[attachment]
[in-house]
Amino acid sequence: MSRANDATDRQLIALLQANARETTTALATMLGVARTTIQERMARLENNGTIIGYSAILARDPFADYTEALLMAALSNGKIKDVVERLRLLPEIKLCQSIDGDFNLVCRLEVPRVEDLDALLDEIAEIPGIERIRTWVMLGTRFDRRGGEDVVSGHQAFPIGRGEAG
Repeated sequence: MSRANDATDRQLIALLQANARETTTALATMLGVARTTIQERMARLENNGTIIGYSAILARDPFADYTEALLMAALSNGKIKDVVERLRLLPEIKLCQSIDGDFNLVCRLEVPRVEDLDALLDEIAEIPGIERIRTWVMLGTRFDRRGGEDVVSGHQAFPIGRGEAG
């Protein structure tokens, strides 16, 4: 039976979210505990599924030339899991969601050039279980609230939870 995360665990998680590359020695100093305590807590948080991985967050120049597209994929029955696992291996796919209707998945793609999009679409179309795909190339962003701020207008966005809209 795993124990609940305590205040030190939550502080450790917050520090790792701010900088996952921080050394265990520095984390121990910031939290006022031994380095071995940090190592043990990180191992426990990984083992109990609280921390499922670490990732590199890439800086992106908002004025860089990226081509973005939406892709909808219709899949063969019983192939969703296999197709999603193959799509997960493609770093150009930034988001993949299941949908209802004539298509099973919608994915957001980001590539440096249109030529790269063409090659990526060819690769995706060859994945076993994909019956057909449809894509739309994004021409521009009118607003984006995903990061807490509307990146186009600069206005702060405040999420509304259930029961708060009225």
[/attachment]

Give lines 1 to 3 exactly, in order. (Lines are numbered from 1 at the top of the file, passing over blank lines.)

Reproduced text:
[in-house]
Amino acid sequence: MSRANDATDRQLIALLQANARETTTALATMLGVARTTIQERMARLENNGTIIGYSAILARDPFADYTEALLMAALSNGKIKDVVERLRLLPEIKLCQSIDGDFNLVCRLEVPRVEDLDALLDEIAEIPGIERIRTWVMLGTRFDRRGGEDVVSGHQAFPIGRGEAG
Repeated sequence: MSRANDATDRQLIALLQANARETTTALATMLGVARTTIQERMARLENNGTIIGYSAILARDPFADYTEALLMAALSNGKIKDVVERLRLLPEIKLCQSIDGDFNLVCRLEVPRVEDLDALLDEIAEIPGIERIRTWVMLGTRFDRRGGEDVVSGHQAFPIGRGEAG